Advocates’ immunity safeguards lawyers against litigations by their clients on claims of negligence. The immunity prevents clients from filing lawsuits against their barristers or solicitors for neglectful advice or conduct who may have adversely affected the outcomes of their cases. Recently, the doctrine of advocates’ immunity has been abolished in several jurisdictions such as New Zealand, England, and Wales. However, the Australian High Court has retained the policy triggering a public uproar. The doctrine’s opponents suggest that it gives lawyers a privilege over other professionals, while its supporters maintain that it guarantees an effective judicial process and averts collateral attack. Despite the idea that the advocates’ immunity benefits lawyers while victimizing the clients, Australia should retain it because it promotes the administration of justice, limits relitigation, and safeguards participants in judicial proceedings.
Arguments Supporting the Retention of Advocates’ Immunity in Australia
The abolishment of the immunity doctrine can affect the administration of justice adversely. If the advocates were to face litigations initiated by their clients regarding negligence, their judgments would be greatly influenced by the need to avoid liability. In such cases, the lawyers may act incompetently to limit the risk of litigation, resulting in unfavorable outcomes. During the Giannarelli v Wraith case, Anthony Mason, the then chief justice (CJ), argued that lawyers’ defensive decisions or cautions about possible liability might negatively affect legal proceedings. Such protective measures would make litigation more complex, lengthy, and costly. Hence, the threat of potential lawsuits may hinder lawyers from freely advising their clients on legal issues resulting in poor case outcomes.
The advocates’ immunity prevents relitigation and incidences of collateral attack. Eliminating the doctrine may result in massive re-opening of completed cases, thus affecting the public’s confidence in the legal system. In the Giannarelli v Wraith case, Mason CJ established that removing the immunity policy would encourage unsuccessful litigants to flood the judicial system with claims of negligent counsel. The collateral attack may adversely affect the courts’ credibility and the finality principle. Equally important, such relitigations may be time-consuming because they may force other parties involved in the case to endure the lengthy legal proceedings again. Thus, the presence of the immunity doctrine is critical in averting any cases of relitigation based on the advocates’ negligence.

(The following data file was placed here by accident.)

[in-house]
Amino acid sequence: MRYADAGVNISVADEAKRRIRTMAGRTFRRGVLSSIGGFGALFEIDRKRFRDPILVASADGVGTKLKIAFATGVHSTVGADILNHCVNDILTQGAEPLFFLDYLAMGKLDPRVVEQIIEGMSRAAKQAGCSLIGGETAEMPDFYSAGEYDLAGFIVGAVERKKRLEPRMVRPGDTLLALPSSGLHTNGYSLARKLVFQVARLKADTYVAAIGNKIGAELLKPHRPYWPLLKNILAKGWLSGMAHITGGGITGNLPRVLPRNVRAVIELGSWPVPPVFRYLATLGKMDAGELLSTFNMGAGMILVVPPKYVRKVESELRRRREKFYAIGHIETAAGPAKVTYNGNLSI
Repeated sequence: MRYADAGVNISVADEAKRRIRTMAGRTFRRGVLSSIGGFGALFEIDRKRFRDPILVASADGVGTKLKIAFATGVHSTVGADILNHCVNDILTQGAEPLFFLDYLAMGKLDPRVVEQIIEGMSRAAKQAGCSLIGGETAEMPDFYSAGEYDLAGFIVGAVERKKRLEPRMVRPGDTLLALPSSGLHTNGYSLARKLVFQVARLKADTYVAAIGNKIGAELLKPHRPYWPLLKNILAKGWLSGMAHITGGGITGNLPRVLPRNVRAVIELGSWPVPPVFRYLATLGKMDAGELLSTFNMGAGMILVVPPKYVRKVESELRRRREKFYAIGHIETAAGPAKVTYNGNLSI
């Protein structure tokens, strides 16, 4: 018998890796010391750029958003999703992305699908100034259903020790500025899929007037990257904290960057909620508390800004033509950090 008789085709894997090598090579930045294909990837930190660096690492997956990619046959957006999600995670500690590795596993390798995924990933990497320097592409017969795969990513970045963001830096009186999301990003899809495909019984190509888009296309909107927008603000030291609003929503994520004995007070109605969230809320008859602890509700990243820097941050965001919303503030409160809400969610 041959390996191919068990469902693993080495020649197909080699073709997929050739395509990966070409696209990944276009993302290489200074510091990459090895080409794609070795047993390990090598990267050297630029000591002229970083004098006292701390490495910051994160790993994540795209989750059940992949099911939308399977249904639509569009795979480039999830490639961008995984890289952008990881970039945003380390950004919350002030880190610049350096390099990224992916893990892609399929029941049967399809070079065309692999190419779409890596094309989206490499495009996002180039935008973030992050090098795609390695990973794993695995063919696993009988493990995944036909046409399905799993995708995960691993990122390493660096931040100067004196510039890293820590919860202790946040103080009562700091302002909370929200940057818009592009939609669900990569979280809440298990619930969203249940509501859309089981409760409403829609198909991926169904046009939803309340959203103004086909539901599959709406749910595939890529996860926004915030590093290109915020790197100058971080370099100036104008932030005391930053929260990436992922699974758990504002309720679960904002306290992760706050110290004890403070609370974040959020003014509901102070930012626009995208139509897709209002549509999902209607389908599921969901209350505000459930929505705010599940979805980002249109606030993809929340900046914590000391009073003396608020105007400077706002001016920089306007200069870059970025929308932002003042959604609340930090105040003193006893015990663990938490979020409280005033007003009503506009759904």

The immunity policy covers lawyers and extends to other participants in the court proceedings. The main issue of contention against the doctrine is that it provides special status to advocates which do not apply to other professionals. However, it is evident that the immunity from suit also covers any statements and actions by jurors, witnesses, judges, and other court staff in legal proceedings. This implies that immunity given to participants in court activities is not aimed to offer personal benefits but to safeguard the operations of the judicial system. Therefore, the doctrine extends to several individuals involved in legal proceedings; hence it would be unfair to exempt the lawyers from its protection.
Sanctions by professional bodies and courts are effective in regulating lawyers’ conduct. Disciplinary bodies such as the Law Society or the Bar Association have the power to suspend, penalize or dismiss any legal practitioners, including advocates for professional misconduct. In addition, courts can also fine or discharge errant lawyers depending on the severity of the misconduct. This proves that the immunity doctrine does not shield the lawyers from professional negligence cases because they can be penalized by both courts and the disciplinary bodies.
Arguments for the Abolishment of Advocates’ Immunity in Australia
Some critics believe that the advocates’ immunity exempts lawyers from the laws of professional negligence that govern other specialists. In this case, other experts such as surgeons and doctors have responsibilities to both their clients and an ethical code; they also experience a lot of tension when performing their duties compared to the lawyers. Nevertheless, such professionals lack immunity and can face litigation for negligence cases. Such privileges may encourage barristers and lawyers to abuse their power because they cannot be sued for negligence. In addition, the advocates’ immunity may result in the public’s loss of confidence in the legal profession and the judicial system due to the presumption that the law protects the lawyer’s interests over their clients’. Hence, the advocates’ immunity should be eliminated to ensure equality before the law for professional negligence and promote the public’s confidence in the legal system.